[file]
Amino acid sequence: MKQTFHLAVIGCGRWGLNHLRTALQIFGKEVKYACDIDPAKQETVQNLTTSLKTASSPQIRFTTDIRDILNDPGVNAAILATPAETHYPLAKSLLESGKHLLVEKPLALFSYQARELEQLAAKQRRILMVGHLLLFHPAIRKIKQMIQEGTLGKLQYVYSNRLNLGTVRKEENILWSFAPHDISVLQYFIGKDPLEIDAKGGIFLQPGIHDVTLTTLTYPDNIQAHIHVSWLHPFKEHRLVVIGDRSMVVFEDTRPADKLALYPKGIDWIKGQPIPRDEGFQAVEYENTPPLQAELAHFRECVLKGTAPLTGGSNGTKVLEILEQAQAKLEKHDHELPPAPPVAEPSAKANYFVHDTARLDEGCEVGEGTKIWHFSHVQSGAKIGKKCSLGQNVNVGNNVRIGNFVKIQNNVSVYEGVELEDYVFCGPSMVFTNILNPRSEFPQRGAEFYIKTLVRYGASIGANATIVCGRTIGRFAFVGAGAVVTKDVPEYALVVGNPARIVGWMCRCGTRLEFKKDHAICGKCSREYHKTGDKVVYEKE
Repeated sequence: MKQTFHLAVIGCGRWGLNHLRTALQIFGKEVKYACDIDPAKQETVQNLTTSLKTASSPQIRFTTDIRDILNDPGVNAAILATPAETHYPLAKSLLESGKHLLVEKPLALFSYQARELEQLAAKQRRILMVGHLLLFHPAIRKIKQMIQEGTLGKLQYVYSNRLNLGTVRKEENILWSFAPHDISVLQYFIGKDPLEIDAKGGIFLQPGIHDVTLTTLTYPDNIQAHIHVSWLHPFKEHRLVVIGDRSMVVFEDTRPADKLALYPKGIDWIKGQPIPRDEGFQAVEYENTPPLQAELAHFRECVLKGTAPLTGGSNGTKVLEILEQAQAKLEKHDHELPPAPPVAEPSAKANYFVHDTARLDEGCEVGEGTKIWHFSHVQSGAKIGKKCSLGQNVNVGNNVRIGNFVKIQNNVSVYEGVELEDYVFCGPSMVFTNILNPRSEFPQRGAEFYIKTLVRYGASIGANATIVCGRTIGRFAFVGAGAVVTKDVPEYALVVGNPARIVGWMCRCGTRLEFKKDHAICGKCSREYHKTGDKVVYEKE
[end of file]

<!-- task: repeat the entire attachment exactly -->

Amino acid sequence: MKQTFHLAVIGCGRWGLNHLRTALQIFGKEVKYACDIDPAKQETVQNLTTSLKTASSPQIRFTTDIRDILNDPGVNAAILATPAETHYPLAKSLLESGKHLLVEKPLALFSYQARELEQLAAKQRRILMVGHLLLFHPAIRKIKQMIQEGTLGKLQYVYSNRLNLGTVRKEENILWSFAPHDISVLQYFIGKDPLEIDAKGGIFLQPGIHDVTLTTLTYPDNIQAHIHVSWLHPFKEHRLVVIGDRSMVVFEDTRPADKLALYPKGIDWIKGQPIPRDEGFQAVEYENTPPLQAELAHFRECVLKGTAPLTGGSNGTKVLEILEQAQAKLEKHDHELPPAPPVAEPSAKANYFVHDTARLDEGCEVGEGTKIWHFSHVQSGAKIGKKCSLGQNVNVGNNVRIGNFVKIQNNVSVYEGVELEDYVFCGPSMVFTNILNPRSEFPQRGAEFYIKTLVRYGASIGANATIVCGRTIGRFAFVGAGAVVTKDVPEYALVVGNPARIVGWMCRCGTRLEFKKDHAICGKCSREYHKTGDKVVYEKE
Repeated sequence: MKQTFHLAVIGCGRWGLNHLRTALQIFGKEVKYACDIDPAKQETVQNLTTSLKTASSPQIRFTTDIRDILNDPGVNAAILATPAETHYPLAKSLLESGKHLLVEKPLALFSYQARELEQLAAKQRRILMVGHLLLFHPAIRKIKQMIQEGTLGKLQYVYSNRLNLGTVRKEENILWSFAPHDISVLQYFIGKDPLEIDAKGGIFLQPGIHDVTLTTLTYPDNIQAHIHVSWLHPFKEHRLVVIGDRSMVVFEDTRPADKLALYPKGIDWIKGQPIPRDEGFQAVEYENTPPLQAELAHFRECVLKGTAPLTGGSNGTKVLEILEQAQAKLEKHDHELPPAPPVAEPSAKANYFVHDTARLDEGCEVGEGTKIWHFSHVQSGAKIGKKCSLGQNVNVGNNVRIGNFVKIQNNVSVYEGVELEDYVFCGPSMVFTNILNPRSEFPQRGAEFYIKTLVRYGASIGANATIVCGRTIGRFAFVGAGAVVTKDVPEYALVVGNPARIVGWMCRCGTRLEFKKDHAICGKCSREYHKTGDKVVYEKE